I was working with a client recently who said that he has been very critical of the CEO who runs a company he owns. He complained that this leader did not have good boundaries with his team and focused on this as one of the key issues of his ineffectiveness.
While my client described his perspective to me, I could hear how much he was choosing to be right about the ineffectiveness of the leader. I asked, “Would you be willing to consider that the CEO is also effective in his role?” He paused and there was a palpable shift in him as he began to consider this question.
My client began to rattle off several ways that his CEO was effective. “His team loves him! The business is very successful and I trust his loyalty to the business and me.” He mentioned a few other qualities that he appreciated about the CEO and there was no need for me to say another word. He got it.
He was seeing his CEO through the lens of blame and criticism, and his feedback was coming out that way. Now he wondered why he was so upset. Everyone was enjoying their work and the team was doing a great job, so why was he so right that the CEO was doing it wrong? It’s because he wasn’t looking for how the opposite of his story about the leader was also true.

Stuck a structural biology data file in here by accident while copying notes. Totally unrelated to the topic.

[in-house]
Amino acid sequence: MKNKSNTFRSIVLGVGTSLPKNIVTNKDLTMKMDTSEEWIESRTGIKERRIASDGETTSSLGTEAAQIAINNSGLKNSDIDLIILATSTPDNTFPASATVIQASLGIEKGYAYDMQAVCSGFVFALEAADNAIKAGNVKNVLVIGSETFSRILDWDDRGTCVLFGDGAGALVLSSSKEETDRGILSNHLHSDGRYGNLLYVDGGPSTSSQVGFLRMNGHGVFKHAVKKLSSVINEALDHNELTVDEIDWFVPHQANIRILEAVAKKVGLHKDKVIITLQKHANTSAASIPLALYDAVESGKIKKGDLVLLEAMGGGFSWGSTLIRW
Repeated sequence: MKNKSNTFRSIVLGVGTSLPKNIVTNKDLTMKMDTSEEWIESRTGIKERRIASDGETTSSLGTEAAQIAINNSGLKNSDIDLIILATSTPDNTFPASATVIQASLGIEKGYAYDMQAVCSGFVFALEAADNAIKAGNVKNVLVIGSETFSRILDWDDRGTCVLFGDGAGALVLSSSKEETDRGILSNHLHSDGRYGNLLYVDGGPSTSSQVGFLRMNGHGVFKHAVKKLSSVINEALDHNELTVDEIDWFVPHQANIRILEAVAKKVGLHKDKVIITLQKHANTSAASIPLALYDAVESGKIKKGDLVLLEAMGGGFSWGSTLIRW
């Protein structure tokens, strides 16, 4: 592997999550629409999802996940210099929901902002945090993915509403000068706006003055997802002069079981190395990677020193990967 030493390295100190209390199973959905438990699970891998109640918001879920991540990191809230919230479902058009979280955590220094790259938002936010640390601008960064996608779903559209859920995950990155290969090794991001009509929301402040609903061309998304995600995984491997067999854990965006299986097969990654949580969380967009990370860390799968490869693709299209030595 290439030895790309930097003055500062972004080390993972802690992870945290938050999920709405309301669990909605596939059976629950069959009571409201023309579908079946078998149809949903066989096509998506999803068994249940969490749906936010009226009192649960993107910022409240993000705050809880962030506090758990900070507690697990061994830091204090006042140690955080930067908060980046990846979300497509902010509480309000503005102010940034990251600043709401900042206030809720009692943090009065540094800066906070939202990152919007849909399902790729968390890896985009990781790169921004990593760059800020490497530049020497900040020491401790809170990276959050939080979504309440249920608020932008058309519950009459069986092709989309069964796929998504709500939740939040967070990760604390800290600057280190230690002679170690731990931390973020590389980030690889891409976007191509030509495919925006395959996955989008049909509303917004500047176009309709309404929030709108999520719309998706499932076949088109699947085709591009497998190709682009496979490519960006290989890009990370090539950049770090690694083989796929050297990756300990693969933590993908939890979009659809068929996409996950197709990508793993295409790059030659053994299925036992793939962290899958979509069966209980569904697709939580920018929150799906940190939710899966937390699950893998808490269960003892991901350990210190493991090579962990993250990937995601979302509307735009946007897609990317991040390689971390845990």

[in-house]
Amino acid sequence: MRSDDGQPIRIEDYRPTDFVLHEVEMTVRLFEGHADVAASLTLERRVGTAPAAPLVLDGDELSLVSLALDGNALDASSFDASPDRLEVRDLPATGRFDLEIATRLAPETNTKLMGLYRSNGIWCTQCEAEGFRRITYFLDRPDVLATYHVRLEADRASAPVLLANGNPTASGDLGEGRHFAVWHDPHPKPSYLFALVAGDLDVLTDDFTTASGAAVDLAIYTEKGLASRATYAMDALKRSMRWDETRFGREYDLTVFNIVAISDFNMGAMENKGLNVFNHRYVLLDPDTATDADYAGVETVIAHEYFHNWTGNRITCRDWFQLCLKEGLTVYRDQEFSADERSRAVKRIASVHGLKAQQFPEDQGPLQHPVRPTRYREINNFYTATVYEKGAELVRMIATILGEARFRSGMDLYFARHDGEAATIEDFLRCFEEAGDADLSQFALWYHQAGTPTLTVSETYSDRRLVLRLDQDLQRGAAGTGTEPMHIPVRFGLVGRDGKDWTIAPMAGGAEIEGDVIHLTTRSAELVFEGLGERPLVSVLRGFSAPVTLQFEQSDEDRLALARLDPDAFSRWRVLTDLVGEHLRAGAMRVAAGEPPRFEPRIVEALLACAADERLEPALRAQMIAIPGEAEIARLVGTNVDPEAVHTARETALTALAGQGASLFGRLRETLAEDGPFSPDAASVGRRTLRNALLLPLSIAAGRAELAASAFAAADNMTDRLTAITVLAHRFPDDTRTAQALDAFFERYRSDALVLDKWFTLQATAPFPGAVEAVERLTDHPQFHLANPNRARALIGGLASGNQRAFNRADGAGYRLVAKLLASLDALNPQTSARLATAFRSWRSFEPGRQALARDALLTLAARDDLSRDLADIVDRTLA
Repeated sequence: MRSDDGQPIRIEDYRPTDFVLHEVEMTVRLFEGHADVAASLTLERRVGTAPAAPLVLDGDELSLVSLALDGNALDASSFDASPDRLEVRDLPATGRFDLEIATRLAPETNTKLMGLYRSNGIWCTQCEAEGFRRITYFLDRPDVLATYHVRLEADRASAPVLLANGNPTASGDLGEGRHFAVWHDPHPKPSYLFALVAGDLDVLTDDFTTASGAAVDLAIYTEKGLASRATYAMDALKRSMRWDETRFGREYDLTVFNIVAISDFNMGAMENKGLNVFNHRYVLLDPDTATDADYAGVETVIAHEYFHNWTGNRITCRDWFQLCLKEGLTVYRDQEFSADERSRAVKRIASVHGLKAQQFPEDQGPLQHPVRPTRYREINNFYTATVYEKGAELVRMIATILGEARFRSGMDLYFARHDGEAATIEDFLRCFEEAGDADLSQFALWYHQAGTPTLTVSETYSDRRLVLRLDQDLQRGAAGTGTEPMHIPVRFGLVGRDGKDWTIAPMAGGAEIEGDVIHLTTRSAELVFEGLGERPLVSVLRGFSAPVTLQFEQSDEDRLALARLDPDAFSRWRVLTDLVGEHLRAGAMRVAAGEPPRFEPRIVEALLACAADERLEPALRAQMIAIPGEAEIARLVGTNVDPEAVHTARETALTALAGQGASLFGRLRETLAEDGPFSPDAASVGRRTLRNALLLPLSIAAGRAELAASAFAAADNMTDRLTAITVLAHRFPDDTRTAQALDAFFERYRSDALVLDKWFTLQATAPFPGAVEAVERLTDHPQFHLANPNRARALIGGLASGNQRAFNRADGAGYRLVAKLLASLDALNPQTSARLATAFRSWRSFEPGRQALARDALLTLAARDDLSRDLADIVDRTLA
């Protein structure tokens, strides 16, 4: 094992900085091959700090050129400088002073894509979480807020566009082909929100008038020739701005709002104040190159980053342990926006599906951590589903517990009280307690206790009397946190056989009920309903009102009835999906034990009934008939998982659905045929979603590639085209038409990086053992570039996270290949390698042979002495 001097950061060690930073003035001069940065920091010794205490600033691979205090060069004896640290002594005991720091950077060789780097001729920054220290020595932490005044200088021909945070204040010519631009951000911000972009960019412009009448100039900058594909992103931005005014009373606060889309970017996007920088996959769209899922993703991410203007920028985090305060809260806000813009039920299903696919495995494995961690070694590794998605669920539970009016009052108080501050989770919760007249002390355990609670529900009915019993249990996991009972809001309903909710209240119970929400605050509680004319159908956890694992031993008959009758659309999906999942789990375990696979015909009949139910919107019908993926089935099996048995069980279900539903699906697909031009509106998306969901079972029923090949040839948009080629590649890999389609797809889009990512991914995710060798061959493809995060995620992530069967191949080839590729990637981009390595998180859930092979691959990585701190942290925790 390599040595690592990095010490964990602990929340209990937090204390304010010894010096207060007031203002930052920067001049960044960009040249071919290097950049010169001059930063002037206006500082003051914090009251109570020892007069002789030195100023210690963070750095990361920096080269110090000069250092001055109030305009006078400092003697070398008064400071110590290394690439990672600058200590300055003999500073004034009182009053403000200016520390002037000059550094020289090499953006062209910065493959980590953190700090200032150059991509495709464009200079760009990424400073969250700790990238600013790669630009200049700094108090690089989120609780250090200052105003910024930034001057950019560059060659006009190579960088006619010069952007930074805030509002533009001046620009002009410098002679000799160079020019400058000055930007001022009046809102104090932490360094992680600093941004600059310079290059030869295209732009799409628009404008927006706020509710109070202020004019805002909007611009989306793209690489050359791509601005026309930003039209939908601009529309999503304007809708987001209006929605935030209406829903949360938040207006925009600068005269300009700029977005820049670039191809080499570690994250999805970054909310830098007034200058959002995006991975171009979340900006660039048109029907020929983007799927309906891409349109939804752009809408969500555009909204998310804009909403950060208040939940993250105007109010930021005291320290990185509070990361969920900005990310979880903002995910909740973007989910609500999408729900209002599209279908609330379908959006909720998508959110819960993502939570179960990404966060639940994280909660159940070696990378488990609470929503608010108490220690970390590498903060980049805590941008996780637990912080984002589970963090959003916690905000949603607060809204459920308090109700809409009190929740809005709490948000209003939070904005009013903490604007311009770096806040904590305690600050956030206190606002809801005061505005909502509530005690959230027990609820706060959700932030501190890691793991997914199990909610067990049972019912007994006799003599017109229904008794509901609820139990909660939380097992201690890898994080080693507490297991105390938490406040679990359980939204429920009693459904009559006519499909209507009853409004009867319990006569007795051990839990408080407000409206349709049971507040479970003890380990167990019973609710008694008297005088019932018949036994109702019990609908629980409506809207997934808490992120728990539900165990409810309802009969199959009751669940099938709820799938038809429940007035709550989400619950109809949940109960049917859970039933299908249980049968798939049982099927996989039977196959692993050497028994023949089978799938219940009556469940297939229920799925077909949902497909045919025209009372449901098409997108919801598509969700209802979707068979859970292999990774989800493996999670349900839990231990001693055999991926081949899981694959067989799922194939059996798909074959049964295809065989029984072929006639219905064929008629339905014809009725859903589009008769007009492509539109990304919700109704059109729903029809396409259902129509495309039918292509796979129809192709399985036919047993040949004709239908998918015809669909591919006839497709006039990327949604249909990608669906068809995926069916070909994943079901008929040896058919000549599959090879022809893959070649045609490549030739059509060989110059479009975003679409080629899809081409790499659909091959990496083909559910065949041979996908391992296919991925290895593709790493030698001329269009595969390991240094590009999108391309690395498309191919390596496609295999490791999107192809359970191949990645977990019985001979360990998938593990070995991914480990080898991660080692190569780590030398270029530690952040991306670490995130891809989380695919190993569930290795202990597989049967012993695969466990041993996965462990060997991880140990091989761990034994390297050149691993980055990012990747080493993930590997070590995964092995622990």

We see this all of the time. Rarely do people give feedback from a mindset that is willing to consider that the opposite is at least as true. Rarely do we see colleagues hold their stories about one another lightly. If my client would have held his story lightly, he might have given the feedback this way:
“Bill, I appreciate how well the team is doing and how much they enjoy working with you. Your leadership style is easy going and the team finds you very approachable. My feedback about your style is that there are times where I perceive you as not saying what you really think or want if you believe it might create conflict. When I see you doing this, it looks like it costs you and the team because you end up doing things that waste your time and energy. Do you see this as a pattern? And if so, do you see that it can cost you in your effectiveness?”
When you give feedback from a consciousness of curiosity (Commitment #2) and are willing to see that the opposite could also be true (Commitment #10) both you and the person to whom you are giving feedback have a much higher chance of learning and growing in self awareness.